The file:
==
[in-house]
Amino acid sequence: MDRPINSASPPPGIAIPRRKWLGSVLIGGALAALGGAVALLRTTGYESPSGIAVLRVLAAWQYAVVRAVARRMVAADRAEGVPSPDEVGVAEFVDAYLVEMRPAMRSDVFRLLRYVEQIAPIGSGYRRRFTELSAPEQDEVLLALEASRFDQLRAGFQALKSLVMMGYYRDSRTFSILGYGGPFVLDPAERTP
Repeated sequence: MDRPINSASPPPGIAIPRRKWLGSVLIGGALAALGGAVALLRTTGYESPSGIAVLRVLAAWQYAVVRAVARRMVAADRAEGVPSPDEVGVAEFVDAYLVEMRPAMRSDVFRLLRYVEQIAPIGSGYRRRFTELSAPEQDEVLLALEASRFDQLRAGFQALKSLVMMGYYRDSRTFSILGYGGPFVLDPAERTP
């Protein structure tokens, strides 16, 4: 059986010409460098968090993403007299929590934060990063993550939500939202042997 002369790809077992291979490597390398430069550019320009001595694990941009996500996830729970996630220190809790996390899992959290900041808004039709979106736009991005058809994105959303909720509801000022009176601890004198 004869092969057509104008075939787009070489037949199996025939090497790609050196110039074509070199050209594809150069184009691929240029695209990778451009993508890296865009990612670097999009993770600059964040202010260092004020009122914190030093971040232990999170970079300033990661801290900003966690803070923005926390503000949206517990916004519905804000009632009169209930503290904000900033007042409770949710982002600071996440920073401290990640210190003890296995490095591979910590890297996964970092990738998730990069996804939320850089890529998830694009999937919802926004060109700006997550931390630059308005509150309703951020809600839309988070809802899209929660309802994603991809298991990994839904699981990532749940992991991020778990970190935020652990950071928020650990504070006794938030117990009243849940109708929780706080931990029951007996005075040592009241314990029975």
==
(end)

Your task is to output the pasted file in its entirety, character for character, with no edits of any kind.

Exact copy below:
[in-house]
Amino acid sequence: MDRPINSASPPPGIAIPRRKWLGSVLIGGALAALGGAVALLRTTGYESPSGIAVLRVLAAWQYAVVRAVARRMVAADRAEGVPSPDEVGVAEFVDAYLVEMRPAMRSDVFRLLRYVEQIAPIGSGYRRRFTELSAPEQDEVLLALEASRFDQLRAGFQALKSLVMMGYYRDSRTFSILGYGGPFVLDPAERTP
Repeated sequence: MDRPINSASPPPGIAIPRRKWLGSVLIGGALAALGGAVALLRTTGYESPSGIAVLRVLAAWQYAVVRAVARRMVAADRAEGVPSPDEVGVAEFVDAYLVEMRPAMRSDVFRLLRYVEQIAPIGSGYRRRFTELSAPEQDEVLLALEASRFDQLRAGFQALKSLVMMGYYRDSRTFSILGYGGPFVLDPAERTP
């Protein structure tokens, strides 16, 4: 059986010409460098968090993403007299929590934060990063993550939500939202042997 002369790809077992291979490597390398430069550019320009001595694990941009996500996830729970996630220190809790996390899992959290900041808004039709979106736009991005058809994105959303909720509801000022009176601890004198 004869092969057509104008075939787009070489037949199996025939090497790609050196110039074509070199050209594809150069184009691929240029695209990778451009993508890296865009990612670097999009993770600059964040202010260092004020009122914190030093971040232990999170970079300033990661801290900003966690803070923005926390503000949206517990916004519905804000009632009169209930503290904000900033007042409770949710982002600071996440920073401290990640210190003890296995490095591979910590890297996964970092990738998730990069996804939320850089890529998830694009999937919802926004060109700006997550931390630059308005509150309703951020809600839309988070809802899209929660309802994603991809298991990994839904699981990532749940992991991020778990970190935020652990950071928020650990504070006794938030117990009243849940109708929780706080931990029951007996005075040592009241314990029975």